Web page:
The teams that worked on these two awesome shows celebrated at Little Bar a few miles from the office with Mediterranean grub and Current playing on about 5 or 6 TVs. The observations from around the bar appeared to be that the premieres went off without a hitch.
The bartender even made a special martini for us — the Vanbedded.
I’m not sure what was in it, but Vanguard PA Tania Rashid had one!
I didn’t even have to buy myself a drink. I tried, but Infomania’s Conor Knighton and later Vanguard’s Darren Foster had me covered. Thanks dudes!
“The OxyContin Express”, Vanguard’s first of the new 8-episode season, is a must-see. But so are the exclusive web extras.
You can check out an extended interview and follow up with Todd, who says he’s been sober for nearly 100 days. Good for him!
As well, you get to see some footage from the cutting room floor that didn’t quite make it into the doc. A jailed drugee scares to a group of school children straight and Todd’s mom confronts Todd about his addiction.
While this is the third official season of Vanguard, to many just discovering us, it’s their first.
In case you haven’t figured it out, Vanguard’s mission is to cover stories that no one else is covering. While many news organizations attempt to do this, the young correspondents at Vanguard aren’t afraid to get their feet and hands dirty.
As Vanguarder Mitch Koss put it yesterday, the mission “is to try to keep track of important changes in the world, changes that affect us all, but might not get a thorough examination if we don’t look at them. We try to tell you important stories that otherwise might not get told—because we think it’s important for society that we know and understand” what’s going on around us.
So to introduce myself, I’m Vanguard’s one and only intern. I’ve yet to fetch coffee and I haven’t even bought my own drinks. So the situation could be much, much worse.
Instead, I get to transcribe interviews from upcoming documentaries. That means sneak peeks at what is to come.
I also do lots of research on potential upcoming stories, like the kidnapping industry (yes, industry) in Mexico and how tourism is starting to pick up in Iraq. Sometimes, I even watch porn in the office to make sure correspondent Christof Putzel is including the best examples of amateur or professional pornography scenes for the upcoming episode “Porn 2.0”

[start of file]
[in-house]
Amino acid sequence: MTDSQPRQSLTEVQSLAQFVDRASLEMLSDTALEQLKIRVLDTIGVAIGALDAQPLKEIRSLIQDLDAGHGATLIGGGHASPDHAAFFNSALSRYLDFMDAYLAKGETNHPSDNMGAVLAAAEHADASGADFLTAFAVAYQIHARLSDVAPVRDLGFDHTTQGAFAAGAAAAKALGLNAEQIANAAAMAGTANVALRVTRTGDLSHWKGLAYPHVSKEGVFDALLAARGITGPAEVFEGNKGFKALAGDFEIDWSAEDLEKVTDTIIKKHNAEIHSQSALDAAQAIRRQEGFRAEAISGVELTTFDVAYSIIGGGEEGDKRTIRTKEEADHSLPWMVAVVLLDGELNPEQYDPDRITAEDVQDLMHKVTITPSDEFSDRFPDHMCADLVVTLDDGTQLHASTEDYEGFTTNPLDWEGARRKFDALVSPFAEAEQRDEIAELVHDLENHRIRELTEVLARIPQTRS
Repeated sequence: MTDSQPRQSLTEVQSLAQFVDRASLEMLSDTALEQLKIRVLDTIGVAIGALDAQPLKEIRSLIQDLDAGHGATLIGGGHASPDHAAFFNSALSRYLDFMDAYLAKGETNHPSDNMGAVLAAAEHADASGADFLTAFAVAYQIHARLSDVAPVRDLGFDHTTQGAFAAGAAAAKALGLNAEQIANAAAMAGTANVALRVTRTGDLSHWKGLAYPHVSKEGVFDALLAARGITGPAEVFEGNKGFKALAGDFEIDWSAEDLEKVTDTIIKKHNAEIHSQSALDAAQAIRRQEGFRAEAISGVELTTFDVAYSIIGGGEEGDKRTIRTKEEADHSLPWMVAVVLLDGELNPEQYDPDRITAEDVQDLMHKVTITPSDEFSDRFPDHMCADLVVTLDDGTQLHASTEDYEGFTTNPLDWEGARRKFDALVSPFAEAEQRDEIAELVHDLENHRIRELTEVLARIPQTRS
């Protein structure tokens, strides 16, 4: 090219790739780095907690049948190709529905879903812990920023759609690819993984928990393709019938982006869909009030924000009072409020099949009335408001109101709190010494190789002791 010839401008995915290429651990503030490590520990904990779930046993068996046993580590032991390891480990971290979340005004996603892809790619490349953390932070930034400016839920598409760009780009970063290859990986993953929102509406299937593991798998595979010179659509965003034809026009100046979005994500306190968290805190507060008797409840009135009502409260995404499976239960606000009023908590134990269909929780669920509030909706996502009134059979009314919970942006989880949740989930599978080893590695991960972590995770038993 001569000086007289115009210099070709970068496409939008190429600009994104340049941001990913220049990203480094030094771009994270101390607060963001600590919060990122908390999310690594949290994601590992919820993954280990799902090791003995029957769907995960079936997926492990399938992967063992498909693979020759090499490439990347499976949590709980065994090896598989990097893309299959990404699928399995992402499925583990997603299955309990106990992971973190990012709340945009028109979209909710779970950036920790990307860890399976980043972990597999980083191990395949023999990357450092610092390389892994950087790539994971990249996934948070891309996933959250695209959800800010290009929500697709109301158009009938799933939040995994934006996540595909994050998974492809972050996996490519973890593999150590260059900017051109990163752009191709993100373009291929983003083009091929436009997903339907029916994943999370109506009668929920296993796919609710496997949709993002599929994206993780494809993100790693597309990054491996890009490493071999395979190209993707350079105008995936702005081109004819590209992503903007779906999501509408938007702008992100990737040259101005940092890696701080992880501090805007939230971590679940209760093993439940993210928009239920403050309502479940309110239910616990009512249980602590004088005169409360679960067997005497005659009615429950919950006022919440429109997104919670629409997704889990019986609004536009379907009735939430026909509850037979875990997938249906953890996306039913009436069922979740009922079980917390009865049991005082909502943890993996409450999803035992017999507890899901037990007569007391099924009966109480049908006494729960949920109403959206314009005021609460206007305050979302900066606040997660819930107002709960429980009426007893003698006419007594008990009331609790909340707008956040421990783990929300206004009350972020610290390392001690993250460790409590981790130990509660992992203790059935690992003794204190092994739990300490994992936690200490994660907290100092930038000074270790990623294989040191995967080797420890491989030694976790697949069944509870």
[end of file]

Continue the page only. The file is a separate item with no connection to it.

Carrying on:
Now I don’t come from a political science or history background, or even much documentary experience.
But as Christof told me, he got started doing this by picking up a camera and telling a story. And that’s the kind of journalism Vanguard does. We throw away the concept of a traditional standup and suit-and-tie journalism, and replace it with compelling observations and “boots-to-the-ground” reporting.
I come from a newspaper and web journalism background, but know my way around a videocamera and a voice over. The question I get all the time is what kind of journalism do you want to do?
Well, that seems like an unfair question to ask a journalist entering the field. If I didn’t say documentary journalism when Current interviewed me for the internship, they’d probably ask me why I want to work here.
The answer to that is simple: I like what Vanguard does, and journalism is journalism. While many people these days question the existence of true journalism, the younger generation isn’t the same. We’re not giving up so easily.
I don’t know if I have a favorite kind of journalism, but I know I’ve got to have experience in all media platforms. Be it TV, radio, Internet, print, etc., the skills can be applied and adapted.